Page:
In a visit to Montenegro last summer, my wife and I encountered the wall of a castle that listed some of the rulers of the country, which only became independent in 2006. This is a pretty boring way to convey history, and there were no other details but this wall. 

Our tour guide had served in the navy of Yugoslavia and told us stories about that navy, and how he missed it. He later discussed life in Serbia and Montenegro, before discussing the current political situation in Montenegro today, making it clear he wasn’t in favor of independence from Serbia. So some of those past historical tensions were made vivid to us, in a way the wall couldn’t.

We were only in Montenegro for a day, and we didn’t see the signs of different kingdoms’ rule in Montenegro, though on a tour of a monastery there was some discussion of its use as a refuge during invasions by the Italians and Turks.

Not experiencing more of the history was just an accident of our tour, no doubt. However, in Greece, we saw layers of history in the landscape wherever we went: we saw ancient Greek monuments, Roman works, Venetian buildings, and British fortifications. 

One of my custom GM moves is “Bring in backstories and world-building.” This isn’t always easy, but I try to make history come alive as more than just signs on a wall.

  • For the two campaigns where we’ve used Microscope to collaboratively create the past, I regularly review the timeline we’ve built and try to bring in elements of it: an NPC from a faction mentioned in the history, discovery of an ancient artifact relating to the timeline, people gossiping at a lunar nightclub about revelations regarding one of the last timeline events, etc.
  • In one of my Dungeon World campaigns, my PCs explored a lot of ruins and got a feel for the different layers of history. Cultural architecture styles were characteristic of different eras, which once led to the comment from our paladin, “I’m looking amongst the ruins for something built with drystack construction.” Yes, it sounds academic, but it led to a vital clue.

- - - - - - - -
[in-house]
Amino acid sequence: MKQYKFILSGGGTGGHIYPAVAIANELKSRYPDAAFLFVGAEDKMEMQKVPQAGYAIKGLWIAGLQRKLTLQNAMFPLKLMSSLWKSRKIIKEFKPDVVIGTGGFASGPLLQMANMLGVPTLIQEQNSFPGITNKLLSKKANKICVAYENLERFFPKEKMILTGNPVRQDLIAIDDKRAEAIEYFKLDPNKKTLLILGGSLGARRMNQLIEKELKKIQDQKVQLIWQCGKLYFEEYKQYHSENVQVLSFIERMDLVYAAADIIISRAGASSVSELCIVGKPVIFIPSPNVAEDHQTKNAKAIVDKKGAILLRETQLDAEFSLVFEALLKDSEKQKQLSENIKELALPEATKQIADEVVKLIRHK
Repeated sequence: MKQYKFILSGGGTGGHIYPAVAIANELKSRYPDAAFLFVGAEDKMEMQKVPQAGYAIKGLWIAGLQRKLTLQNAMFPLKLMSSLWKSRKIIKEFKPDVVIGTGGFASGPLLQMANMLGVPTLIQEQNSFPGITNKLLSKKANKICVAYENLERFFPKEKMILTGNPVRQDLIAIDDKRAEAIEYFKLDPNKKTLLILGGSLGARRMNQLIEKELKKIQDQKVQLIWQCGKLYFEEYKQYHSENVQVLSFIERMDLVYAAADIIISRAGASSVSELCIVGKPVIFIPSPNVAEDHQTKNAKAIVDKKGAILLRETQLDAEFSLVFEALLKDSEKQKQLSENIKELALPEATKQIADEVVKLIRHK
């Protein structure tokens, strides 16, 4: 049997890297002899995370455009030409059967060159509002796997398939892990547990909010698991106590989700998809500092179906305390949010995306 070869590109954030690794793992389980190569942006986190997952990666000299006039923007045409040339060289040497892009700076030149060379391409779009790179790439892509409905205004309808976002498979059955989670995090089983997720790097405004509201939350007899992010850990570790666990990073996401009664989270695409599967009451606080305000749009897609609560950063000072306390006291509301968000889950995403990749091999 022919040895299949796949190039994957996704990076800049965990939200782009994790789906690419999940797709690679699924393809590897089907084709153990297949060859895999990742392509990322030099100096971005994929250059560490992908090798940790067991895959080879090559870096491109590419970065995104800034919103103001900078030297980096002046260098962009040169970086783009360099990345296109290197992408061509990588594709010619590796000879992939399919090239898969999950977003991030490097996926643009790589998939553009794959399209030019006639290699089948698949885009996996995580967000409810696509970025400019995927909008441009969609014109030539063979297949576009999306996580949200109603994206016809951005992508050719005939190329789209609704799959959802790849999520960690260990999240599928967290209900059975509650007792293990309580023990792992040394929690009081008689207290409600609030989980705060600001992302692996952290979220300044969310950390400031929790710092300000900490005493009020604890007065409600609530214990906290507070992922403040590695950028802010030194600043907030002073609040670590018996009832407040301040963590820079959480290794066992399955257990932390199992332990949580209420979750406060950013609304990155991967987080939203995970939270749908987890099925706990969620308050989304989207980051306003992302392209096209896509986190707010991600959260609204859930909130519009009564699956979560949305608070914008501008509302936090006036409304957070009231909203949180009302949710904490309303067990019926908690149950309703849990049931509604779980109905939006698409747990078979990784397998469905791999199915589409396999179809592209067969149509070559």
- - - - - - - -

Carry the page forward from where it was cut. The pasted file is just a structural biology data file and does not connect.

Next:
• For our Impulse Drive campaign, though, bringing in a player’s past history saved the entire campaign for him. The PCs had been seeking the secrets of the AI being used against them, and the Warhorse was shocked to learn it was the brain of his ancestor, the first Emperor. When the campaign ended, the Warhorse even gave me a star: “Great job pulling in our backgrounds. That was a literal game changer for me.”

Not that I always get it right. I once tried conveying the history of the empire in song, but that made as little connection with the players as that sequence of signs on the Montenegrin wall. Still, I encourage you to try to bring the world building to life in each session of your campaigns.

The Best-Delayed Plans book coverYou can download other essays in my free ebook, The Best-Delayed Plans.